The specific practices depend on the pipe diameter and wall thickness approved by the owner.

3) Heat Treatment Process

(1) Pre-heating before welding

When the ambient temperature is below 5℃, preheating of the weldment is required.

The preheating temperature is 100~150℃; the preheating range is 100mm on both sides of the weld; oxyacetylene flame (neutral flame) is used for heating, and the temperature is measured 50~100mm away from the center of the weld by a temperature-sensing pen, with evenly distributed temperature points for better temperature control.

(2) Post-weld heat treatment

In order to improve the notch toughness of low-temperature steel, the generally used materials have already undergone quenching and tempering. Improper post-weld heat treatment often deteriorates its low-temperature performance, which should receive sufficient attention.

Therefore, except for conditions where the weldment thickness is larger or the constraint conditions are very strict, low-temperature steel usually does not undergo post-weld heat treatment.

For instance, the welding of the newly added LPG pipeline in CSPC does not require post-weld heat treatment.

If post-weld heat treatment is indeed needed in some projects, the heating rate, constant temperature time, and cooling rate of post-weld heat treatment must be strictly carried out according to the following provisions:

The constant temperature time should be 1h per 25mm wall thickness and not less than 15min. The temperature difference between the highest and lowest temperatures during the constant temperature period should be less than 65℃.

After the constant temperature, the cooling rate should not be greater than 65×25/δ ℃/h, and not more than 260℃/h. Below 400℃, natural cooling is acceptable. Computer-controlled heat treatment equipment should be used.

4) Precautions

(1) Strict preheating as per the regulations, controlling the interlayer temperature within 100~200℃. Each weld should be completed in one go, if interrupted, slow cooling measures should be taken.

(2) Arc scratches on the surface of the weldment are strictly forbidden. Upon arc extinguishing, the crater should be filled and any defects ground off with a grinding wheel. The joints between layers in multi-layer welding should be staggered.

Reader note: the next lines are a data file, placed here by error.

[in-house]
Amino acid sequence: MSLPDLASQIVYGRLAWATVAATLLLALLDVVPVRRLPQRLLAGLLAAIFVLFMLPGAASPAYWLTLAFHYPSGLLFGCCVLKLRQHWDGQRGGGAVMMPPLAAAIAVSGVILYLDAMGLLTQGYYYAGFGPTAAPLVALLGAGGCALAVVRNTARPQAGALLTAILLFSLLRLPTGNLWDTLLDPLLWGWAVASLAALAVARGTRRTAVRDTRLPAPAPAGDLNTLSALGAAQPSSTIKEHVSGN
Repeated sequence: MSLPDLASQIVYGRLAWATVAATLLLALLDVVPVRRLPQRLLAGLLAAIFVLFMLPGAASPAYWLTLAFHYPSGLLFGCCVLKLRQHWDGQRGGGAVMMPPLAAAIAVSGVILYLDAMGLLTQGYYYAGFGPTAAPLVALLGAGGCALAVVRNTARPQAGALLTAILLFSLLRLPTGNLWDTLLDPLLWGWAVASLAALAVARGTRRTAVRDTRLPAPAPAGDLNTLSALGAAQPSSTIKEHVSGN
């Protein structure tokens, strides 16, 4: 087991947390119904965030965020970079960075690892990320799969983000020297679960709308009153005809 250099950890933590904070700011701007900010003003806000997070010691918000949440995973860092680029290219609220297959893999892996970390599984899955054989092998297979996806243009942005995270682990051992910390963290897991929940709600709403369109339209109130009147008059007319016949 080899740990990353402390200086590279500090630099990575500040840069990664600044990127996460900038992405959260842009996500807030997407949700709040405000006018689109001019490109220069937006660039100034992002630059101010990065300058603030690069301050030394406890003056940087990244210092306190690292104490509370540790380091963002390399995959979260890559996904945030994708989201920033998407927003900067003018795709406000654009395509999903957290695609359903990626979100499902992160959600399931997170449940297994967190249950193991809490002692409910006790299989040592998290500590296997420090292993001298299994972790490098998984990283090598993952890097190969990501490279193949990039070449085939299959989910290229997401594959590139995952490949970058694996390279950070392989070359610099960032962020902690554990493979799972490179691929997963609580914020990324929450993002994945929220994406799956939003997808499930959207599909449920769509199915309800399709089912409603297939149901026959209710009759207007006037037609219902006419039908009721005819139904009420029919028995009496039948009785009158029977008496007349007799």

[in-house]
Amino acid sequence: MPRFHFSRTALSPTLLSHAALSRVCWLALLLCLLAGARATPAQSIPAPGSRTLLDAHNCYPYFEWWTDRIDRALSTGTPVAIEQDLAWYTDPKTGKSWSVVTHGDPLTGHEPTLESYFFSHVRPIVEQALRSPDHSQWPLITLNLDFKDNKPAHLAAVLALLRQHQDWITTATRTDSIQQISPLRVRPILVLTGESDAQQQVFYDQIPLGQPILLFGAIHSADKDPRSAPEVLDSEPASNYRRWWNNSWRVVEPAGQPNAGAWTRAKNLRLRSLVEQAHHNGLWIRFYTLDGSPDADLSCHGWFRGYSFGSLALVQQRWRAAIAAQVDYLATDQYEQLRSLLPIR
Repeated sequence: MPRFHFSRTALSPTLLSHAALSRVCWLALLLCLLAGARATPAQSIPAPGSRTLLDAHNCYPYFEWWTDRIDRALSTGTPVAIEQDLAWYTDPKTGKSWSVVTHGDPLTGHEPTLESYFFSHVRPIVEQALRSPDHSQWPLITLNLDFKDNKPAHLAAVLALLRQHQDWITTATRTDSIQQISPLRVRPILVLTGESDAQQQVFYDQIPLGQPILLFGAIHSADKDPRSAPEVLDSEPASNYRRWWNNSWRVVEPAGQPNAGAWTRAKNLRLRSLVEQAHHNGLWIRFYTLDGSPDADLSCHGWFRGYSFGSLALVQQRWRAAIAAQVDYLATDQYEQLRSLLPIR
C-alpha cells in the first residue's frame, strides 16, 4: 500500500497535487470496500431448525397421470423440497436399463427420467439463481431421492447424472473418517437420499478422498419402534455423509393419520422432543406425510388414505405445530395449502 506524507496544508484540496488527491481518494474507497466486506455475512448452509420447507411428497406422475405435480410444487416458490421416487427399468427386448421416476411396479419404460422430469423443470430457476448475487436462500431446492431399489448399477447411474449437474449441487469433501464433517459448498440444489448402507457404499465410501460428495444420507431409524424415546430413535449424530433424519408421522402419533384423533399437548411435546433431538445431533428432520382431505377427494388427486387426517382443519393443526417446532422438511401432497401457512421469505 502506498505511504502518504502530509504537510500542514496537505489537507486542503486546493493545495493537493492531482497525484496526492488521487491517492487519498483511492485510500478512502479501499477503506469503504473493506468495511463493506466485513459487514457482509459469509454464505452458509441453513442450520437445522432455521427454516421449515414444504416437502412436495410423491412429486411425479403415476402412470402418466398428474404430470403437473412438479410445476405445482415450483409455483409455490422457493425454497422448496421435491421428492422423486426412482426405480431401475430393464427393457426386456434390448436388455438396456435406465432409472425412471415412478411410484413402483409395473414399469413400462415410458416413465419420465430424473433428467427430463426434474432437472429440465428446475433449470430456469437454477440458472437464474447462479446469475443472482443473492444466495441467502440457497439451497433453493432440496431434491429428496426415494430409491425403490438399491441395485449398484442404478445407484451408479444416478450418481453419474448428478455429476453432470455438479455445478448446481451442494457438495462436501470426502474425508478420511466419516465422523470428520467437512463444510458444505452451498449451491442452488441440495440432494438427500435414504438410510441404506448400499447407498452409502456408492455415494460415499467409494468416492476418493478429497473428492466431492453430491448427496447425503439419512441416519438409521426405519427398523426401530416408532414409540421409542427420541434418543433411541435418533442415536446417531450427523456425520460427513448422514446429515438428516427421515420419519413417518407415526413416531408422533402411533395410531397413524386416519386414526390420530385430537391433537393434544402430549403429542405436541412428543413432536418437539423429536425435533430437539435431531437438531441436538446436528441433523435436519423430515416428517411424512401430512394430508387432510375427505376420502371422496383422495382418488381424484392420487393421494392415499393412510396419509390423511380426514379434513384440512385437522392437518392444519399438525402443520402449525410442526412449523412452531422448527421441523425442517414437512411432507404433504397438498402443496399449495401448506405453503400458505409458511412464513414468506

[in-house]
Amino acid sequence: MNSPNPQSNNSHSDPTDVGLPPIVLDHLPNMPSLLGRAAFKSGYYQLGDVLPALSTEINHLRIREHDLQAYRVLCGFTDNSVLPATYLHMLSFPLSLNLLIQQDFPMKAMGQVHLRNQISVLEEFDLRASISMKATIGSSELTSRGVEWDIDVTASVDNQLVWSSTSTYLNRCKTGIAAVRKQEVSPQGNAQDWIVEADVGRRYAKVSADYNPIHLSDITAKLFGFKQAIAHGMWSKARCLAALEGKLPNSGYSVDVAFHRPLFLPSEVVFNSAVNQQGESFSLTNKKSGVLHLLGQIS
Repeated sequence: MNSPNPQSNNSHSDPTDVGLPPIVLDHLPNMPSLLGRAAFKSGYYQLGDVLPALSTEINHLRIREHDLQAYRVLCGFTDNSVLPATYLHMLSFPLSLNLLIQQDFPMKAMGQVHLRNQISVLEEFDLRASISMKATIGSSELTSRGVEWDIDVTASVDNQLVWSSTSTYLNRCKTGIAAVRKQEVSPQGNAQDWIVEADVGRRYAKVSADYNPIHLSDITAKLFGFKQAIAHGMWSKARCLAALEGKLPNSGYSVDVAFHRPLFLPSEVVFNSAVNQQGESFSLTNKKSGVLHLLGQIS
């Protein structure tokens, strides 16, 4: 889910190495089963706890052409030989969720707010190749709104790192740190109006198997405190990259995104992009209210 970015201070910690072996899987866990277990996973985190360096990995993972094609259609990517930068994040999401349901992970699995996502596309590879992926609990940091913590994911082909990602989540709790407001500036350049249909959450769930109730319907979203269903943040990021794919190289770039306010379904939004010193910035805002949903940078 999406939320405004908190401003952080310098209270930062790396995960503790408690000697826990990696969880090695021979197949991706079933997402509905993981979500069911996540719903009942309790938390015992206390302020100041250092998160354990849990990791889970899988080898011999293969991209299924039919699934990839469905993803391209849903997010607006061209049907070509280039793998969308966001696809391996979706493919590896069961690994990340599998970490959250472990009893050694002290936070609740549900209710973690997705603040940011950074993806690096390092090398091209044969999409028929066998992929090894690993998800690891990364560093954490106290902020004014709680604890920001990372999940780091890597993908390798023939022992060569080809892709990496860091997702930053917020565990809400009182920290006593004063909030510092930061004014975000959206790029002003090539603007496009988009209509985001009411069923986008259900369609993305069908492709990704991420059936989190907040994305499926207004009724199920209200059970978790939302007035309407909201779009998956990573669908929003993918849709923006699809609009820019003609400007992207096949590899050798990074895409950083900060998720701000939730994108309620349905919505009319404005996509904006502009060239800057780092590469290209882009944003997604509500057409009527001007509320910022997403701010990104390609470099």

(3) Line energy must be strictly controlled, using small currents, low voltages, and quick welding. For W707Ni electrodes with a diameter of 3.2mm, the welding length per electrode must exceed 8cm.

(4) Short-arc, non-swinging operation must be adopted.

(5) Full penetration welding process must be used, and it should strictly follow the requirements in the welding process specifications and welding process card.

(6) The weld reinforcement should be 0~2mm, and the widening of the weld should be ≤2mm on each side.

(7) After the appearance inspection of the weld is passed, non-destructive testing can only be conducted after at least 24 hours. The standard JB 4730-94 should be applied to butt welding seams of the pipe.

(8) The standard “Pressure Vessel: Non-destructive Testing of Pressure Vessels” should be adhered to, and level II qualification should be achieved.

(9) Weld repairs should be carried out before post-weld heat treatment. If repairs are required after heat treatment, the weld must be re-treated with heat after the repair.

(10) If the geometrical size of the weld surface is non-compliant, it is permissible to grind it, provided that the thickness after grinding does not fall below the design requirements.

(11) For general welding defects, a maximum of two repairs is allowed. If it still fails to pass after two repairs, the weld should be cut off and re-welded according to the complete welding process.

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Founder of MachineMFG

As the founder of MachineMFG, I have dedicated over a decade of my career to the metalworking industry. My extensive experience has allowed me to become an expert in the fields of sheet metal fabrication, machining, mechanical engineering, and machine tools for metals. I am constantly thinking, reading, and writing about these subjects, constantly striving to stay at the forefront of my field. Let my knowledge and expertise be an asset to your business.